I'm looking for a part-time job to earn more money. Is there any problem with this?

No, but there are rules that may apply to you if you are looking for a job, whether it is on a part-time basis or whether you are planning to leave the Government for a full-time position.

First, you need to know whether the person or company that you are considering working for could be affected by projects or other matters in which you participate as a Government employee. If the prospective employer could not be affected by your official participation, then the rules do not apply. If the project could affect your prospective employer, then you may need to stop working on that project, before you begin making any contacts with that person or company.

These rules may apply to you sooner than you think. Depending on the circumstances and the type of prospective employer, even sending out a letter and resume could trigger the requirement under the Standards of Conduct regulation that you avoid working on any project that could affect that prospective employer. Discussing a position with a potential employer may restrict you by criminal statute (18 USC 208) from working on Government matters that affect that employer.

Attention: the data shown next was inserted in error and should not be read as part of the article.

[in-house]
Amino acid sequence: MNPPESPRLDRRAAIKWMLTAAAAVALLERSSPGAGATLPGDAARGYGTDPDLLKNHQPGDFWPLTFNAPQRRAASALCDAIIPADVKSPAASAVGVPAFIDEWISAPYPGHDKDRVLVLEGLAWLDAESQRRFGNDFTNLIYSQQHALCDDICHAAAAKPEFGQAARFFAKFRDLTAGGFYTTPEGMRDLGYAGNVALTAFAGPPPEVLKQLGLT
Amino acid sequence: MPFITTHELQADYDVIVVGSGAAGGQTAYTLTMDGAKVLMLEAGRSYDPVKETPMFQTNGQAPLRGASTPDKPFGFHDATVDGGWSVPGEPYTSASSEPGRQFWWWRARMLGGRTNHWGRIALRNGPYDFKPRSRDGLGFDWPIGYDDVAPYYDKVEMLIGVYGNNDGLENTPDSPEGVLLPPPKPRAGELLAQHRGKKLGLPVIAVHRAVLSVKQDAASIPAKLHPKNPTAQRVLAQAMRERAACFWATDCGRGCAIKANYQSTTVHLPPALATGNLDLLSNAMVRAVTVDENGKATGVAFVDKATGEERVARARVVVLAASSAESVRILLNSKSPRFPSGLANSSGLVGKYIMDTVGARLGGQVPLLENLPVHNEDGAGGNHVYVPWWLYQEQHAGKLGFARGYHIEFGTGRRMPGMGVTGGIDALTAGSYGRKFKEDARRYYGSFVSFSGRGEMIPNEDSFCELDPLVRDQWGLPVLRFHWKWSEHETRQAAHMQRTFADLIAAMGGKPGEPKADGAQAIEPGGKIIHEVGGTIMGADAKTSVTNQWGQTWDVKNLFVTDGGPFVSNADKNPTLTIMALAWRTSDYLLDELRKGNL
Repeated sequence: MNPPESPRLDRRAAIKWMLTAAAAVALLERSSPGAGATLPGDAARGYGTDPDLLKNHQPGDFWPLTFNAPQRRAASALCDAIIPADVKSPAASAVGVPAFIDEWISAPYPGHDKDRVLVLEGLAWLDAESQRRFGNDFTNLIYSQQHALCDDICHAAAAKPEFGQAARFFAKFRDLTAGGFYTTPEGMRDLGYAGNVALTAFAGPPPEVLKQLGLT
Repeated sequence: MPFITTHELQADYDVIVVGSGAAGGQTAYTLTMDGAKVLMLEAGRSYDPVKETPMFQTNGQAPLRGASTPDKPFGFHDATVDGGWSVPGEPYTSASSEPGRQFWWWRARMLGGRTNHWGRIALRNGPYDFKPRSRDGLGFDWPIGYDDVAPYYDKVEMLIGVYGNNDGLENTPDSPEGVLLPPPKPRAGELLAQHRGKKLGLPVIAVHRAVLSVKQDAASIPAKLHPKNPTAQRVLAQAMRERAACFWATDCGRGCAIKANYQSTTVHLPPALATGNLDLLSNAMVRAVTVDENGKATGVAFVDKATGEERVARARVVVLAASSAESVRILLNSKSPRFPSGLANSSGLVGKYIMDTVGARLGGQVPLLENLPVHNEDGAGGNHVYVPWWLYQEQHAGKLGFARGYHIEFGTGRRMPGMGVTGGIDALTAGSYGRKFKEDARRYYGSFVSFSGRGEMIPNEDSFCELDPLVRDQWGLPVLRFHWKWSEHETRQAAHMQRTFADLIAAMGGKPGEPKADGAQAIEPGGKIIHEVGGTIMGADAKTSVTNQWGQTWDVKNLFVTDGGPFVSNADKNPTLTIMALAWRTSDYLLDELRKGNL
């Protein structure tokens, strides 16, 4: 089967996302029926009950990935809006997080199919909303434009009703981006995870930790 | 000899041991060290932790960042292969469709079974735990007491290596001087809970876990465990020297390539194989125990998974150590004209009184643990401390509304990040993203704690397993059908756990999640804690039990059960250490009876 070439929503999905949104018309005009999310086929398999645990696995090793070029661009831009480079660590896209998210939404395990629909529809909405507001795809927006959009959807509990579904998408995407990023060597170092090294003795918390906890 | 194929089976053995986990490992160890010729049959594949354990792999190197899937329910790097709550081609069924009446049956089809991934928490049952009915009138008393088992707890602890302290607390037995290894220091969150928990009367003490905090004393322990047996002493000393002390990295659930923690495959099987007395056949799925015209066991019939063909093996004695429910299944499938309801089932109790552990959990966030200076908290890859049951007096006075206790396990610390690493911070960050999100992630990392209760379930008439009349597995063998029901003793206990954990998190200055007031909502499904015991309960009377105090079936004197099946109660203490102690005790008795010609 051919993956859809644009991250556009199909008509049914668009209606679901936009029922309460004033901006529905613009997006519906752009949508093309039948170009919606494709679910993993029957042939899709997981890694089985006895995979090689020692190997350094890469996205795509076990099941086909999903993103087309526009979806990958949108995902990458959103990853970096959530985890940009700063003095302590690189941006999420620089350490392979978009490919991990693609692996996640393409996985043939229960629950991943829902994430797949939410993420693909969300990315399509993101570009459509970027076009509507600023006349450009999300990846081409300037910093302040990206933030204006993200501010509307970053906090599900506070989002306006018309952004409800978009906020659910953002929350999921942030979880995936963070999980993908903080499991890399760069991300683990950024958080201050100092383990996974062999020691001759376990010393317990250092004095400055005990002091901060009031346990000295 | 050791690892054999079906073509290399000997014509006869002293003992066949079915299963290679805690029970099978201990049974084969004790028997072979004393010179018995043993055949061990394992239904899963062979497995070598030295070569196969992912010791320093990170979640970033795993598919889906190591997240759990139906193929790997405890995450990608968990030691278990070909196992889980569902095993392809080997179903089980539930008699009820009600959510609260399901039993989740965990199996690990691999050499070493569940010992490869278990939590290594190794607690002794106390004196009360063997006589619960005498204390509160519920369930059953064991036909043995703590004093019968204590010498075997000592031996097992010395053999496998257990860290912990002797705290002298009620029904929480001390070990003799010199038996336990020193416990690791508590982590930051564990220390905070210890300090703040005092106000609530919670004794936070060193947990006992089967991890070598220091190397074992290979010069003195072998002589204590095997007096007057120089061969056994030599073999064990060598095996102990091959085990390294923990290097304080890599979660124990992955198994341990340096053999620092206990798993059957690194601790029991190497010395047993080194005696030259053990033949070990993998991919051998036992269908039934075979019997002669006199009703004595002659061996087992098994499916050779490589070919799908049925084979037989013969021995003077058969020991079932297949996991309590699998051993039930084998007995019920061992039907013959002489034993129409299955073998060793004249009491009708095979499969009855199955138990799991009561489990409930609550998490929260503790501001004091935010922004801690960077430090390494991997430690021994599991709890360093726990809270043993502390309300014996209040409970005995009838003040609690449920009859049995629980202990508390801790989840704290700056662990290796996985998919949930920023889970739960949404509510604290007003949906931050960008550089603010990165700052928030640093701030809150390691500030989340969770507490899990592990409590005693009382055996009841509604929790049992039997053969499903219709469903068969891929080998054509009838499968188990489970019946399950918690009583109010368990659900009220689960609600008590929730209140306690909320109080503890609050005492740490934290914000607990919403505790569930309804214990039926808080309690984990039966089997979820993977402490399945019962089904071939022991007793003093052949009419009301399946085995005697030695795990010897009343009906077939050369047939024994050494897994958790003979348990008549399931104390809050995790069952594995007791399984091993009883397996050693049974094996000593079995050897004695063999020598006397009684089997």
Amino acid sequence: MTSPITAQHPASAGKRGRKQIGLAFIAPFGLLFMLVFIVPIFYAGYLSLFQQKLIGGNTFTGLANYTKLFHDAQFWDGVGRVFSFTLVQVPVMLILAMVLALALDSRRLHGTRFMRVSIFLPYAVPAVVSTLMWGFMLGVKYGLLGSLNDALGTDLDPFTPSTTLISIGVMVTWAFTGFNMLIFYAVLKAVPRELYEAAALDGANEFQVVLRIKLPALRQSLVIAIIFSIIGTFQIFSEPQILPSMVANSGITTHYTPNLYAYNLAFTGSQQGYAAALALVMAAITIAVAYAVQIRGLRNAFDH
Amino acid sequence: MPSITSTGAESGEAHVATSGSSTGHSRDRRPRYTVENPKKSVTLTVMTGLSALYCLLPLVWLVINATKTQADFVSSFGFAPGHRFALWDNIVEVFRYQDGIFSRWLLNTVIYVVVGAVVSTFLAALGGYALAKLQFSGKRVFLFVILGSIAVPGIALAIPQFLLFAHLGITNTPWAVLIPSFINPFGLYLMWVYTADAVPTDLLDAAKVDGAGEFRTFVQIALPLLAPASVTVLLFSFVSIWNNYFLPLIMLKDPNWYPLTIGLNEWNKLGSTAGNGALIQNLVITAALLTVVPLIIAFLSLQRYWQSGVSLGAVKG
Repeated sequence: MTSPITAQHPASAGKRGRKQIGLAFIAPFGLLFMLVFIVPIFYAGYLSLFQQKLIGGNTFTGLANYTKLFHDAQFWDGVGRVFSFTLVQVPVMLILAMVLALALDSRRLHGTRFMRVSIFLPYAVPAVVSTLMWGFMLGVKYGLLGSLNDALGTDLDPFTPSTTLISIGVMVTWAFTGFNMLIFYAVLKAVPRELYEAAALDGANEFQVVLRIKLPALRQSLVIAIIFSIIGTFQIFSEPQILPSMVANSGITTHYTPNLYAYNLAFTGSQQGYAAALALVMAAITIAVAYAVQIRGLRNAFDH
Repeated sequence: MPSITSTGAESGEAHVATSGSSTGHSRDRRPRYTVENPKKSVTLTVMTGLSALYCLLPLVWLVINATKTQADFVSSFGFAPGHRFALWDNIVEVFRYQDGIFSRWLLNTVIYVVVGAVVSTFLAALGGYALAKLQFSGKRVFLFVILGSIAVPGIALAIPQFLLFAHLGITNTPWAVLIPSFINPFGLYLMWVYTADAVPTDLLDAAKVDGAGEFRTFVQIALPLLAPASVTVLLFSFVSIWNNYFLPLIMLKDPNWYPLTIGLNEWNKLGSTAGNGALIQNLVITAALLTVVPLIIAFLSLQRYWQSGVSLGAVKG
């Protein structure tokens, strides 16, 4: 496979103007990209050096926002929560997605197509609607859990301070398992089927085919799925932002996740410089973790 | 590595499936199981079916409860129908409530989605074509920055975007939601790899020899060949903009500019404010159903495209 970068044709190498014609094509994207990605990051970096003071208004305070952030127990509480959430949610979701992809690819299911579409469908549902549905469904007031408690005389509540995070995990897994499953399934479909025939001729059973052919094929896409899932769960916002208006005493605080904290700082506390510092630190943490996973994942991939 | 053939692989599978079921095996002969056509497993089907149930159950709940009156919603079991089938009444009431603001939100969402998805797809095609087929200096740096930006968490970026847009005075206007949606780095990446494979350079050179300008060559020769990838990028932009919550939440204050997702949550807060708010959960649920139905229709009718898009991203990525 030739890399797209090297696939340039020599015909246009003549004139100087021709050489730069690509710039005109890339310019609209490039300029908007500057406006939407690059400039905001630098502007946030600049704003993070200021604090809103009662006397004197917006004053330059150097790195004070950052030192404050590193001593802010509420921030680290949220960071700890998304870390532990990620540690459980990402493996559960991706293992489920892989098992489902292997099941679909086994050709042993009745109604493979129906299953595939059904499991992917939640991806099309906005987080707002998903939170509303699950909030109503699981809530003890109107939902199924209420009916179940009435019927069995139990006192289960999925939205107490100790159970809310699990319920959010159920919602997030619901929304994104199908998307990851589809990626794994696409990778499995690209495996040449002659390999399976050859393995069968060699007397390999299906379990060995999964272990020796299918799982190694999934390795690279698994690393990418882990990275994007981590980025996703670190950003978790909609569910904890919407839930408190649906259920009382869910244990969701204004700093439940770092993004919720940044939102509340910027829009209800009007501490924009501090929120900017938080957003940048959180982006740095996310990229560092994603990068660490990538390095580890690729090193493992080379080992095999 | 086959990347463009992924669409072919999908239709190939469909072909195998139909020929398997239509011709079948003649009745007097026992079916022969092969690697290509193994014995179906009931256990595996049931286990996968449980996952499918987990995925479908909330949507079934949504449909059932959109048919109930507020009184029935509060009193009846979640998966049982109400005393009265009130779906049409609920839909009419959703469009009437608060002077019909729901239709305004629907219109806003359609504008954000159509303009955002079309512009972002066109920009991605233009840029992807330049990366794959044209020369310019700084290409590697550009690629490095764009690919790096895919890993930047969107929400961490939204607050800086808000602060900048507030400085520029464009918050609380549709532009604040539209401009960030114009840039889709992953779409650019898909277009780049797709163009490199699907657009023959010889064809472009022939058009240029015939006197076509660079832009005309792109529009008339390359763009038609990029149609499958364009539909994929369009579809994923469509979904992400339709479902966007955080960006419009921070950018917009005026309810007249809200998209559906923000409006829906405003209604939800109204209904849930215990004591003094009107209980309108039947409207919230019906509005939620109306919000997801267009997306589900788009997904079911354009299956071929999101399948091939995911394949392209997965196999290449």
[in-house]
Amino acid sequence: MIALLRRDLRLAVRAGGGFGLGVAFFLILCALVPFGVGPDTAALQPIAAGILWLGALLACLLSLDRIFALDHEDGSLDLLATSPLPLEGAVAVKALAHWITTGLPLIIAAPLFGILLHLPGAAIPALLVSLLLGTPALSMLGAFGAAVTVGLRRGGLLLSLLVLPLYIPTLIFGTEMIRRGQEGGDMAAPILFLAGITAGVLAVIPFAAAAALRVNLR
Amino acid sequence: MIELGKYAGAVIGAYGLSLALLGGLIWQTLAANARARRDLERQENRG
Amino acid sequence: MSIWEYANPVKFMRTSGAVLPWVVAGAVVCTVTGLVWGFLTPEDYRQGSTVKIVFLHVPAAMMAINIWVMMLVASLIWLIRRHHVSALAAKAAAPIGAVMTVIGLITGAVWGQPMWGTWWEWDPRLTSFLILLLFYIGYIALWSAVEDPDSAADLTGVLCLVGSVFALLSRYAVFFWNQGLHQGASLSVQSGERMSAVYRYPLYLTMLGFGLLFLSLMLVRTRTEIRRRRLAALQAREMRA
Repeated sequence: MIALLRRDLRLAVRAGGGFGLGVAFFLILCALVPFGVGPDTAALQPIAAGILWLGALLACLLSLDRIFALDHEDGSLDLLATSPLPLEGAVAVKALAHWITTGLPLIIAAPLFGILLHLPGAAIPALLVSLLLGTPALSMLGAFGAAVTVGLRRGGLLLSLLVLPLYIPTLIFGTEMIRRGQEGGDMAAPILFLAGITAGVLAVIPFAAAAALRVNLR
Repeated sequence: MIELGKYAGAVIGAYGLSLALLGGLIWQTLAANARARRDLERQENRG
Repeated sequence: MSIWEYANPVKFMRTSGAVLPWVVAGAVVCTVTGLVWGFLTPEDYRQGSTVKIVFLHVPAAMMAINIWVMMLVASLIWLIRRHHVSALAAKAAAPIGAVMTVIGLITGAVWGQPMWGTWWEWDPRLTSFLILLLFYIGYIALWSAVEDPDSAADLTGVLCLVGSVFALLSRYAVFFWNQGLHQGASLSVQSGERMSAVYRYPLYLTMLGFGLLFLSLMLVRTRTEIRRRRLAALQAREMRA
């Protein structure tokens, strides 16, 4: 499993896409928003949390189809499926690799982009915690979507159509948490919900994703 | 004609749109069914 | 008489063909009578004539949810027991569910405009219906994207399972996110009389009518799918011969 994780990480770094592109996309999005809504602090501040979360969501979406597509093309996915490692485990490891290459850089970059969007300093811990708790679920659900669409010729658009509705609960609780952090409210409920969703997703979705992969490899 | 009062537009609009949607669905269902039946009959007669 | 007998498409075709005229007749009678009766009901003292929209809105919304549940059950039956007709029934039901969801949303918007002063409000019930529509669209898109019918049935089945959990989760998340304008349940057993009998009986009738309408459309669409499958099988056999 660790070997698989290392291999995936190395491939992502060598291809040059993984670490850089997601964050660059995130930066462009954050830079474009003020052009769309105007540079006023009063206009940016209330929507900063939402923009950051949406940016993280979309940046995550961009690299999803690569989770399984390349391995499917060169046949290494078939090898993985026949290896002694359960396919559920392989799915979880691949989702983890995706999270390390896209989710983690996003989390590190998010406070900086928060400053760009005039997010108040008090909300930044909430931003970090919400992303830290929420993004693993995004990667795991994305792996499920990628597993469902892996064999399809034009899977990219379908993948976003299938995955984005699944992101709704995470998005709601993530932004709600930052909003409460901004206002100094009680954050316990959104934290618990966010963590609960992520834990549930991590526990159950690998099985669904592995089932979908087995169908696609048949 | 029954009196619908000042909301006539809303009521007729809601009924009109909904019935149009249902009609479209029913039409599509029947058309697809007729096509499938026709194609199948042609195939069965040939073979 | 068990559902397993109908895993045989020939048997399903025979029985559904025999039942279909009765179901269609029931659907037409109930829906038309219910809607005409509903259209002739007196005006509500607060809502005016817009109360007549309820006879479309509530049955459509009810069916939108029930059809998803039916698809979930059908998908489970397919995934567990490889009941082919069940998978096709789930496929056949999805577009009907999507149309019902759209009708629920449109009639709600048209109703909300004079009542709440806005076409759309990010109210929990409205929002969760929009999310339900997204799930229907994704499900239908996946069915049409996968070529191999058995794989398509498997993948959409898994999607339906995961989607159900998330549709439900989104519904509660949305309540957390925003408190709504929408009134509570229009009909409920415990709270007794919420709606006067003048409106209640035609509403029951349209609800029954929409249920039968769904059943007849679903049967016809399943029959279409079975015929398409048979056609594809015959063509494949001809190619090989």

Talk with an ethics official before you look for a job, whether full or part-time. He or she can advise you about the rules on seeking employment. If you are thinking about taking a part-time job, you must obtain permission from your supervisor and concurrence of your ethics official beforehand.

Looking for a Job

A company that is regulated by Todd's agency has asked him if he would like to talk about possible employment. Unless he responds by rejecting the invitation, Todd is seeking employment with that company and cannot work on Government matters that would affect it.

Bernie has told a private company that he needs some more time to think about the company's job offer. As long as the offer is pending, Bernie cannot work on Government matters that will affect that company.

Diane has written to the personnel office of a company that her agency regulates, requesting only that they send her a job application form. She has not begun seeking employment simply by asking for an application, and she may work on matters affecting that company until she submits the application.

More than two months have passed without a response of any kind since Claudia sent an unsolicited letter and resume to a company that is a party to a proceeding before her agency. Because of this length of time, Claudia is no longer considered to be seeking employment with the company.

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